General purpose I/O pins normally only show up on expensive prototyping boards, not on "real" computers. I think the idea is that this will allow folks who couldn't otherwise afford such prototyping hardware to experiment with such things. I could easily see this being used for school science projects like BattleBots, those computer maze projects, and so on.

      Similarly, real computers aren't small enough to trivially embed them into random crap around your house. I can think of lots of really fun pranks to pull with one of these and a small speaker.... :-D But then again, that's hobbyist stuff.

      • by hawguy (1600213)

        General purpose I/O pins normally only show up on expensive prototyping boards, not on "real" computers. I think the idea is that this will allow folks who couldn't otherwise afford such prototyping hardware to experiment with such things. I could easily see this being used for school science projects like BattleBots, those computer maze projects, and so on.

        I thought this was what the Arduino series computers were good at. The Arduino Uno costs $29 and includes:

        a microcontroller board based on the ATmega328 (datasheet). It has 14 digital input/output pins (of which 6 can be used as PWM outputs), 6 analog inputs, a 16 MHz crystal oscillator, a USB connection, a power jack, an ICSP header, and a reset button. It contains everything needed to support the microcontroller; simply connect it to a computer with a USB cable or power it with a AC-to-DC adapter or battery to get started.

        I mean, I think the Rasberry is cool and all, and is certainly much more powerful than an Arduino, but I don't understand the hype around it - like the posters here who said "Looking forward to watching you revolutionize computer education!" or "The world has just changed". Do people really think the world has been waiting for a $25 computer they can plug into their TV?

        • by ajlitt (19055) on Tuesday January 10, 2012 @10:40PM (#38659416)

          You could say the same thing about the Arduino vs. one of thousands of sub-$2 microcontrollers.

        • by fotbr (855184) on Tuesday January 10, 2012 @10:42PM (#38659430) Journal

          For quick hack-it-together devices, I'd rather have a cheap linux computer with some gpio pins that I can access via something like /dev/port0 than an arduino. I'm not sure that this Raspberry Pi is the perfect solution to that, but it's closer to what I want than a arduino is, and it's a hell of a lot cheaper and easier to deal with than hacking something together out of an old laptop or mini-itx board.

          If I'm going to go back to playing with microcontrollers, I'm going to be working from a bare chip, custom boards, and assembly language, because to me, that was fun.

          Arduinos have their place. This thing has its place. There might be some overlap, but there's a lot of situations where you'd pick one over the other. Choice is good, right?

        • by dgatwood (11270)

          I thought this was what the Arduino series computers were good at.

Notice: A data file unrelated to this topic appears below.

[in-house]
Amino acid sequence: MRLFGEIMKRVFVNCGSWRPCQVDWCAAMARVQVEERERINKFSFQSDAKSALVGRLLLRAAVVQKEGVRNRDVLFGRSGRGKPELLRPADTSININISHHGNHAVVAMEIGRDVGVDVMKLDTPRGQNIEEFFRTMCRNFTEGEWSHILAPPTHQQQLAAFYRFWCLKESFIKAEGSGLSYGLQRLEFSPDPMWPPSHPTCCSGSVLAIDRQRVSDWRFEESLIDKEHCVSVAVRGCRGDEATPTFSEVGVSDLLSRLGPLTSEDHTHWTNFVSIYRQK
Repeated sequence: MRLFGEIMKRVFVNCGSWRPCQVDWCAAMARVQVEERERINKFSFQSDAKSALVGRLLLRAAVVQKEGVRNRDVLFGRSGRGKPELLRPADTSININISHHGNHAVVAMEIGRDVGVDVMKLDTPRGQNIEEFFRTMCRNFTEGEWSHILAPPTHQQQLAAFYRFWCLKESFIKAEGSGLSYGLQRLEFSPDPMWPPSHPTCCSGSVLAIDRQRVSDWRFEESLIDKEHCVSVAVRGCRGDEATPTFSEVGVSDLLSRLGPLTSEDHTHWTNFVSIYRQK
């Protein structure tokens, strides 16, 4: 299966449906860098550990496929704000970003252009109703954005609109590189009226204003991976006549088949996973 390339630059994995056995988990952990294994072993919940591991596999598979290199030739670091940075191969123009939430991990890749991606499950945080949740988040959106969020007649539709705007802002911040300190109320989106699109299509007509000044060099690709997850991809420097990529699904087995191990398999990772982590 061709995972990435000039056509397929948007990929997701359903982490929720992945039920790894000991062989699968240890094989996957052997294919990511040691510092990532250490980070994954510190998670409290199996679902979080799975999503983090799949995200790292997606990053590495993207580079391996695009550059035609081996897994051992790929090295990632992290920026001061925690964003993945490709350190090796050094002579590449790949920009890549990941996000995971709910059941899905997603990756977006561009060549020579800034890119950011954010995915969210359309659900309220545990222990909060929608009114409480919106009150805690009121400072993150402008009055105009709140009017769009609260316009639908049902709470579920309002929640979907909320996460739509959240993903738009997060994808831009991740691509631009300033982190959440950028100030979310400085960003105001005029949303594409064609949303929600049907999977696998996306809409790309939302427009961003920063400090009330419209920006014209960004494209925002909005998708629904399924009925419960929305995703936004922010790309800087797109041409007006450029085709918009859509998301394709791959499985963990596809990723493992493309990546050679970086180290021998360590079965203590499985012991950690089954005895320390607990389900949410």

Only if your project requires no CPU. Consider an autonomous bot learning a path through a maze. With an Arduino, you might be able to do a passable job using a series of stepper motors with counters, but with this, you could connect a webcam and do computer vision analysis.

          Also, with an Arduino, you're limited in your ability to interact with it. Although it might be possible to cram a TCP/IP stack into the thing, it would be pretty tight

        • by jimicus (737525)

          The Arduino has only a serial output. In order to do any work on it from more than a few feet away, you'd need to plug it into a networked computer of some sort. With the raspberry pi, that networking is already built in.

    • by sjames (1099) on Tuesday January 10, 2012 @10:54PM (#38659540) Homepage

      If you have kids, I'll bet you'd be more willing to let them take a soldering iron to a $25 machine than a $250 machine.

    • You've already found its greater purpose: To entice kids to become computer hobbyists at the programmer level, not just as websurfers & gamers.

      Think about it, there really isn't anything inexpensive and capable enough in the current market to hit that niche.

  • taxes and duty (Score:3, Interesting)

    by Formalin (1945560) on Wednesday January 11, 2012 @12:19AM (#38660132)

    If a British company imports components, it has to pay tax on those (and most components are not made in the UK). If, however, a completed device is made abroad and imported into the UK – with all of those components soldered onto it – it does not attract any import duty at all.

    Tax and duty are two different things. Anyone care to explain the actual situation there? Sounds like they're confused, at least.

    Is there a specific semiconductor duty that doesn't apply to finished goods? (not sure that a board like this would count as 'finished' anyway, for duty purpose)
    If they're bitching about VAT, I don't see how that would be any different, completed unit or not.

    The only difference I can see is more margin on Chinese produced version, barring there is no duty on semis, as mentioned above... Which any idiot would well know, by walking into a wal-mart.